Liked by 1 person

    1. First, thankyou very much for taking the time to read them.
      I was actually thinking of using the oxygen mask example, but in the end it didn’t make it in. It’s good to know that it came across in subtext.
      I can’t agree with your point more. This is going to be so important in the months ahead.
      We are all in this together.
      Hope you are well, have a good one, here if you need me,
      – J

      Liked by 1 person

  4. I knew you’d write a powerful post regarding this new landscape we’re all learning to navigate!
    I came home yesterday feeling sad after witnessing long line-ups, empty shelves and panic buying in my neighbourhood…a walk in the forest and observing a young river otter fishing in the lagoon were perfect antidotes to the fear and I plan to do this more often. Our city is rapidly cancelling events and large gatherings, it looks like my stack of books will come in handy.
    Stay safe and thank you again, James, for your very caring and wise words.

    Liked by 1 person

    1. You are always welcome my friend. I love your sojourns to more peaceful places.
      Where are you based again?
      Things are pretty much the same in Edinburgh, give or take.
      If you need me, you know where I am.
      – J

      Liked by 1 person

      1. I sensed a change coming after I returned from London and recently spent time on Vancouver Island (one has to take a ferry there and sailings have now decreased) to retreat to a place I know well and love. Right now, I’m on the mainland (Vancouver, British Columbia) and it looks like I will be for the time being.
        I was really touched to see the Italian people singing and banging pots from their balconies, there is much love out there and it will see us through.
        Thank you (always!) for your friendship across the world, James!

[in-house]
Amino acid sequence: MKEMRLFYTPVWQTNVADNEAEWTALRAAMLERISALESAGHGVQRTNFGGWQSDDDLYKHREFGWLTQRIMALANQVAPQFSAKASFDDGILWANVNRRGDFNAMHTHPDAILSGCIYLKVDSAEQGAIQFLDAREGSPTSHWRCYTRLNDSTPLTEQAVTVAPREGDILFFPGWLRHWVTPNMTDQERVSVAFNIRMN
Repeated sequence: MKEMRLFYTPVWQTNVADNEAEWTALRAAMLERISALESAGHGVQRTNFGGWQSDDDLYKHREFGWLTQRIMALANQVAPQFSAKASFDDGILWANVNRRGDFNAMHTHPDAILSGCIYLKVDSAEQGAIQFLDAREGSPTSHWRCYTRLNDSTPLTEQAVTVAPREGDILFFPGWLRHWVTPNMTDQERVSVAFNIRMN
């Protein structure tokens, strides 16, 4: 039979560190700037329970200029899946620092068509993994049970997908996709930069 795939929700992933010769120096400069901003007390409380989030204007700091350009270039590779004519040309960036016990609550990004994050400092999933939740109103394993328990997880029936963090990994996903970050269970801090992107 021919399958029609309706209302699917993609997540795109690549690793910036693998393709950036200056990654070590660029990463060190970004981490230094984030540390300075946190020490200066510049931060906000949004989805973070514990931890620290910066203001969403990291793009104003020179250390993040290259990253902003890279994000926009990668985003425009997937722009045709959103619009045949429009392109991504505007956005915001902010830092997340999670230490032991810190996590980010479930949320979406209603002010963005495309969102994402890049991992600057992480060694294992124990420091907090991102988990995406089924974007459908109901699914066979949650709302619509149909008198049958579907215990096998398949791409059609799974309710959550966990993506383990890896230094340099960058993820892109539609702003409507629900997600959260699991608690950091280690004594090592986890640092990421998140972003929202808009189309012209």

Liked by 1 person

  5. Hey James,
    Missed you. Been meaning to message to see how you are.
    Since coming to The Gambia in December (return u.k April 😣 I have noticed how everyone has their nose in a phone. So far social interaction is good & Gambians shake hands in greeting. So far no cases in gambia 🙏 but few in surrounding Senegal, 2 cured & 4 in hospital.
    At Sunday mass customary shake hands for sign of peace has been replaced by hand over chest. Hands over chest often used also in greeting. So far getting by & not causing offence.
    Stay well ❤️

    Liked by 2 people

    1. Hey there,
      Missed you too. I am doing well, considering the circumstances – Thankyou for asking.
      Hand over chest is a beautiful thing. I may adopt this ;-)
      Thanks so much for reading this post and replying. Keep in touch. Hope you are well.
      – J x


  6. These are words to stand ip for. I believe this global struggle will
    Take is to the heart of our values and validations. You can check out the way I too express myself in this arena of wordpress.


  7. Hi James,

    Nice to see you in here again.

    You are right, we need to take good care of ourselves in order to take good care of others too.

    Please fix your sharing button for Twitter, as it is not working now. If I tweet from your post, it will only go back to WP.

    Liked by 1 person

  8. Thank you for your always compassionate concern for humanity, James. As a society, we may need to practice social distancing (what an impersonal term for “observing personal space”), but if our hearts and minds remain bonded, we will never be alone.

    Liked by 1 person